Note, also, that different tables by the same manufacturer can play differently. Some manufacturers, including Brunswick, makes a low-end table that is NOT a good table for the long run. Brunswick makes three different lines of furniture tables. The cheapest line, the Rec Room line, has tables which are not built to last - 3/4" slate rather than 1", particle board construction, etc. Even if you ignore everything else I say, please don't buy one of these - you would be better off with a used hardwood table. The top of the line are the Showpiece series, which are fine tables, but really expensive, and you are really paying for fancy carving. The mid-level Game Room series, IMO, is the best bet among the Brunswicks. The tables should be solid hardwood, they look pretty enough, and have the same construction features as the Showpiece series (I think). (Note that Brunswick has recently stopped marketing the tables grouped as I describe, but it should be obvious which tables fall into which categories by looking at the construction.)

Tables by the same manufacturers using the same construction methods and materials SHOULD play similarly. Other manufacturers, such as Gandy, only make hardwood tables. I can't speak about the other manufacturers, but the important thing to keep in mind is to determine if the essential elements of the construction - the base frame, the slate support, the slate itself, and the rails - are the same within each table-maker's line. Crawl under the tables in the showroom if you have to. Diamond (who make the really good expensive commecial tables) now make furniture tables, which are cheaper. They didn't exist when I bought mine, and their website tells little about them. Given how good their other tables are, I would definitely consider them, although I have heard that the construction is not as good as the commercial tables.

There are a number of other manufacturers that have their supporters, including SAM Kim Steele, Pinnacle, Lemacher, A.E. Schmidt, Olhausen and AMF. The Schmidt tables in particular have a good reputation for furniture tables.

Whatever table you get, buy top quality cloth (either Simonis or Granito). All other cloths are inferior, and anyone who tells you to "save" a hundred dollars or so on the cloth is an idiot. Good cloth lasts longer, and plays better. Also, get good balls - either Aramith Super Pro balls, or Brunswick Centennials. Don't skimp on either one - they aren't that expensive, and it does make a difference.

As a final note, I enclose a list of things to look for (problems) that Bob Jewett listed awhile back in RSB. Note that the "unheated" remark applies equally to all pool tables, as only pocketless billiard tables are heated at the moment (in other words, ignore that one, IMO).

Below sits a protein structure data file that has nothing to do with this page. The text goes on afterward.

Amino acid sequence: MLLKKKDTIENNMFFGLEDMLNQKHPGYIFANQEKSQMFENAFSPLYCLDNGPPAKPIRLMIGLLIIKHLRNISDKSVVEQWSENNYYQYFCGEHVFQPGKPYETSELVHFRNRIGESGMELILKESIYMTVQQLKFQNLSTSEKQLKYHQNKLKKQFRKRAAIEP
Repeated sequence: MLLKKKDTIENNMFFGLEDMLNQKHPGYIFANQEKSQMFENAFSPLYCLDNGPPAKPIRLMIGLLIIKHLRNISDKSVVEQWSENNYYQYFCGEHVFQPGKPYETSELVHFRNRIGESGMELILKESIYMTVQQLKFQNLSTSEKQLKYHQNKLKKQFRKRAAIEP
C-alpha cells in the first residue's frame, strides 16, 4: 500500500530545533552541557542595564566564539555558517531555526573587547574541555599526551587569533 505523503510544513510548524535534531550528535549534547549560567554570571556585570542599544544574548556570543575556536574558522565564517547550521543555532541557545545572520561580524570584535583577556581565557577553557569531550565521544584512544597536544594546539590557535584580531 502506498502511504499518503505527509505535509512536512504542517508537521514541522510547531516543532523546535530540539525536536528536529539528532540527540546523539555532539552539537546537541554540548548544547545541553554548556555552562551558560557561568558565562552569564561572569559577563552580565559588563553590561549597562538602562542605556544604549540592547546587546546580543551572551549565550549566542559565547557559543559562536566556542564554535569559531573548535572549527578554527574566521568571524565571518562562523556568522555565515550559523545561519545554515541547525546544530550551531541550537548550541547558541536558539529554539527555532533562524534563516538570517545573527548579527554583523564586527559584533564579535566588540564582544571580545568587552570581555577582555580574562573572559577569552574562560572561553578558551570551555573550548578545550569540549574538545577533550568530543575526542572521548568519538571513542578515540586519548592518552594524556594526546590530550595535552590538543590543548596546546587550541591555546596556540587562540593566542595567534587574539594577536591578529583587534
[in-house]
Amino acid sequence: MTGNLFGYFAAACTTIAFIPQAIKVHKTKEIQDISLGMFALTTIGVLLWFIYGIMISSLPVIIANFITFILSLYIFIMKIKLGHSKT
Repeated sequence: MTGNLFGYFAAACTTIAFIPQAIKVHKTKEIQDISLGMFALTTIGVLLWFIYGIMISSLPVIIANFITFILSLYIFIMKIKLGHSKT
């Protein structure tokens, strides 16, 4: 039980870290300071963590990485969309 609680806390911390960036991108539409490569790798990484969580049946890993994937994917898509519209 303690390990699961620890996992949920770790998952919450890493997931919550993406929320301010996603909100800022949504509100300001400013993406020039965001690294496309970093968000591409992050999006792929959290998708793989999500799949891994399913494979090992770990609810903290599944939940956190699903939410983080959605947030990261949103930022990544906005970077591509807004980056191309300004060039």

"How about service? Is the retailer willing to fix any defect in the first year? Here are some things to avoid. Unfortunately, some of the problems won't show up for years. Some of these are due to bad installation.
flimsy construction
flimsy trim
pocket liner turns gummy and comes off on cue stick
pocket liner fits badly, catching and rejecting balls
pocket liner fastening falls apart
pocket liner tacks are exposed and chip balls
badly designed rack-hanger
badly designed bridge-hanger
pockets stick up too high
pockets have sharp parts that can tear clothes or cut hands
pockets reject balls that are shot straight in
pocket facings cupped and reject balls
"drop pockets" allow the balls to rattle for several seconds
flimsy score wheels
thin slate
unheated
aluminum parts leave black marks on clothes
awkward ball storage slots
ball return system loses balls
rail rubber badly installed or loose
cloth put on wrong
rails misaligned (side noses not in line)
loose rails (either hard to bolt on or just neglected)
cracked slate
diamond markings are hard to see
ball return hopper skins knuckles
ball return hopper decomposes"

Good luck with the hunt! If you do your homework, you should find a table you will treasure.

Gideon

04-04-2002, 06:56 PM
Holy @@#$ that's a nice response. Thanks for taking the time to post that. I guess I never realized the difference between furniture tables and commercial tables. I am looking for a table that will look nice in my home, I have a finished basement and will be adding pinball machines, arcade games, etc. trying to make a nice game room. But I really want a Pool table that not only looks nice but plays well and will last me 30-40 years, maybe more

I have looked in the yellow pages and have only found one place that does repairs and when i called, the guy sounded as if, he really didn&amp;#8217;t give a crap what i was looking for and was just trying to get me off the phone. I am in the St. Louis area and we do have a few pool shops that sell tables and accessories, but I don't see many Pool Table mechanics.